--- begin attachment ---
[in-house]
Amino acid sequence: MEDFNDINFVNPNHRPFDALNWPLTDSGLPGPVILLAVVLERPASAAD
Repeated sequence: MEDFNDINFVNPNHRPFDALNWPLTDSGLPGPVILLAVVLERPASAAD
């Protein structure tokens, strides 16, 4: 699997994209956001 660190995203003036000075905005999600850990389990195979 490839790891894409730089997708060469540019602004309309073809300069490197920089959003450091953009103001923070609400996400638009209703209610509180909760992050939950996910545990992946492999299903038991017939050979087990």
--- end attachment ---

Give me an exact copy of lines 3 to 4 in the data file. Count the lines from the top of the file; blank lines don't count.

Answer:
Repeated sequence: MEDFNDINFVNPNHRPFDALNWPLTDSGLPGPVILLAVVLERPASAAD
């Protein structure tokens, strides 16, 4: 699997994209956001 660190995203003036000075905005999600850990389990195979 490839790891894409730089997708060469540019602004309309073809300069490197920089959003450091953009103001923070609400996400638009209703209610509180909760992050939950996910545990992946492999299903038991017939050979087990």